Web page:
The Waismann Method ® rapid opiate detoxification procedure often times gets compared to other rapid detox programs. However, there is a HUGE, fundamental difference between the two… One that can come at the cost of the patients’ own physical safety and well-being.
These other programs will be cheaper, but they definitely are not safer.
Rapid Drug Detox Myth 1: It’s safe to perform Rapid Drug Detox in an outpatient “hospital” setting, like a surgery center or office.
FALSE – Rapid opiate detoxification is a very serious procedure, and can potentially be dangerous when not performed properly or in an accredited full-service hospital where most medical resources and specialists are available immediately. Long-term use of opiates and other drugs can cause undetected medical conditions, so it is imperative that all patients have proper medical screening, hydration and pre-medication the day before the procedure, as well as professional monitoring for a few days following the procedure to ensure stability and minimize complications.
Rapid Drug Detox Myth 2: It’s safe for rapid opiate detox to be completed in 24 hours.
FALSE – To optimize safety, patients should be admitted at least the day before procedure and monitored in the ICU/full-service hospital for at least a day after a rapid opiate detox procedure. During this time, a patient’s heart, lungs, electrolytes and fluid balance need to be carefully monitored. This time in the hospital is critical to a patient’s wellbeing and the success of the procedure. This monitoring time is critical to a patient’s wellbeing and the success of the procedure. Although a detox procedure is done in a couple of hours or less it usually takes the body at least a few days to stabilize physically and chemically, so it’s important to have proper assistance and monitoring for at least a few days after.
Rapid Drug Detox Myth 3: It’s safe to be under general anesthesia for several hours for rapid detox to work.
FALSE – Not only is general anesthesia unnecessary for this kind of procedure, it can be significantly more dangerous and uncomfortable for patients. Some programs put patients under general anesthesia for 4-8 hours, but a safer and better-tolerated procedure can be achieved in only 1-2 hours under moderate to heavy sedation (twilight sleep) when administered properly. Older protocols required patients to be under anesthesia for longer periods of time, but current medical advances allow for much shorter periods with less risk. If not adequately pre-medicated prior to the detox procedure, then general anesthesia is needed during the procedure to help control the physical effects of withdrawal. If the patient receives appropriate premedication, then general anesthesia is not required and sedation is sufficient to ensure that the patient has no memory of the procedure. With adequate pre-medication and sedation, the procedure can be performed safely without the added the need for a breathing tube, ventilator and 4-8 hours of general anesthesia.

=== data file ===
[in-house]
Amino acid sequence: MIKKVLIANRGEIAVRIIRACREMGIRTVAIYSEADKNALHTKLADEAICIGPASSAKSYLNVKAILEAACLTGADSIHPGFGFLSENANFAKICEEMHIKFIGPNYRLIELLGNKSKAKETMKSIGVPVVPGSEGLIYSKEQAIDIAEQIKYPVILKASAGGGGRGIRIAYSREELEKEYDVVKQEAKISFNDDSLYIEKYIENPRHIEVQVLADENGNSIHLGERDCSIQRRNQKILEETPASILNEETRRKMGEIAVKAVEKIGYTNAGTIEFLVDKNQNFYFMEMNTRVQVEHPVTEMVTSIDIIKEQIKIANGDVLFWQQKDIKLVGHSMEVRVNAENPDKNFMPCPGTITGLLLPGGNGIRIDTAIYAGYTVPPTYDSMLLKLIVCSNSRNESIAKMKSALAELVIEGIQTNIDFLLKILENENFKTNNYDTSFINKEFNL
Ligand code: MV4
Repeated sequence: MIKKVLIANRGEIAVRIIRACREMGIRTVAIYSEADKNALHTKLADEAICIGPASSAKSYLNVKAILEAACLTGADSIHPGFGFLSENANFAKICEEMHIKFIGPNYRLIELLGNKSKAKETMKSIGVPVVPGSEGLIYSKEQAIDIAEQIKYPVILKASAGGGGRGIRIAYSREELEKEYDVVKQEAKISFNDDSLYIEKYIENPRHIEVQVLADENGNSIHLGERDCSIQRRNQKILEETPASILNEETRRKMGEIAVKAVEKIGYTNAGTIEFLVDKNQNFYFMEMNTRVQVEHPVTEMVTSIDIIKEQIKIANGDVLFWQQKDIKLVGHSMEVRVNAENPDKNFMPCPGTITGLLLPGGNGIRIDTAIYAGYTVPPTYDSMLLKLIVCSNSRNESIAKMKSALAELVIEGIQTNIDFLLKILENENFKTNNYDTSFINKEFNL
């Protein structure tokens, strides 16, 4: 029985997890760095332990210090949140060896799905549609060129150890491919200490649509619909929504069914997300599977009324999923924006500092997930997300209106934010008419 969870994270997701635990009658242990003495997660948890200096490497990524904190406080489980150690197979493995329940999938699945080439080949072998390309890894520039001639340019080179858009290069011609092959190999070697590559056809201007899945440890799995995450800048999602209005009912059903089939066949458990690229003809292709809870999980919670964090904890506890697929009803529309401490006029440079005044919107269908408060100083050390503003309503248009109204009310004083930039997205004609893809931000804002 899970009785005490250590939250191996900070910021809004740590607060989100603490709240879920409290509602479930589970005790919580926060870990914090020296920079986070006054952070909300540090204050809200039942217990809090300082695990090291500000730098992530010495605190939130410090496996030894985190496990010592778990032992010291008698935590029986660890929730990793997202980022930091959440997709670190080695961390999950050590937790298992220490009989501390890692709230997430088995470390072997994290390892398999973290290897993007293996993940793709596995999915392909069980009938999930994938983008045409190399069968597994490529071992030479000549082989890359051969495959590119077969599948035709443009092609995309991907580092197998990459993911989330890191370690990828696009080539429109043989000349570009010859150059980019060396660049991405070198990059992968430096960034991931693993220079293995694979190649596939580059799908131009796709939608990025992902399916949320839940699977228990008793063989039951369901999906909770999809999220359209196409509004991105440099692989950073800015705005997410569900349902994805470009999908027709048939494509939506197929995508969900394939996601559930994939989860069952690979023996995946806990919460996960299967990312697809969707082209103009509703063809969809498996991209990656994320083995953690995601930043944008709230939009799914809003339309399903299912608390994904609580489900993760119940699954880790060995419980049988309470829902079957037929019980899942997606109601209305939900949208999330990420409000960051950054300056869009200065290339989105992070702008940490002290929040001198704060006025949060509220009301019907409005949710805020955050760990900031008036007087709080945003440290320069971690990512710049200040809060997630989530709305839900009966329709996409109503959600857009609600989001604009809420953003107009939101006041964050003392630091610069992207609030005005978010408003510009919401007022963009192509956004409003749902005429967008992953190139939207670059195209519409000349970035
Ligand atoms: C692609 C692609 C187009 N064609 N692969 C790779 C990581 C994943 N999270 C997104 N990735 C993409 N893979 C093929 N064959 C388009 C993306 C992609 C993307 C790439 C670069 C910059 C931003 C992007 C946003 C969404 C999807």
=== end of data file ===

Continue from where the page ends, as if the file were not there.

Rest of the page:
Rapid Drug Detox Myth 4: It is safe to go home or to a hotel with a family member immediately after rapid detox.
FALSE – Patients who are sent home or to hotel rooms to recover are at much higher risk of serious complications like dehydration, pulmonary/cardiac events and even death. In addition, the emotional and physical changes that can take place following rapid detox should be monitored and addressed by trained medical professionals in order to assist on basic organ functions regulation and prevent medical complications. Family members and friends are simply not capable of recognizing and treating the possible physical changes that take place afterwards nor are they equipped to deal with the emotional instability patients can experience due to lack of endorphins, anxiety and sometimes depression, which can lead to immediate relapse.
Rapid Drug Detox Myth 5: It’s safe to go home immediately after the rapid detox procedure.
FALSE – In order for patients to achieve long-term success, it’s crucial that they are assessed physically and emotionally and provided with aftercare options that address their individual needs. Opiates are numbing devises that a majority of patients use to mask physical or psychological pain, so once a patient detoxes the root cause of any underlying issues should be addressed so true healing can begin.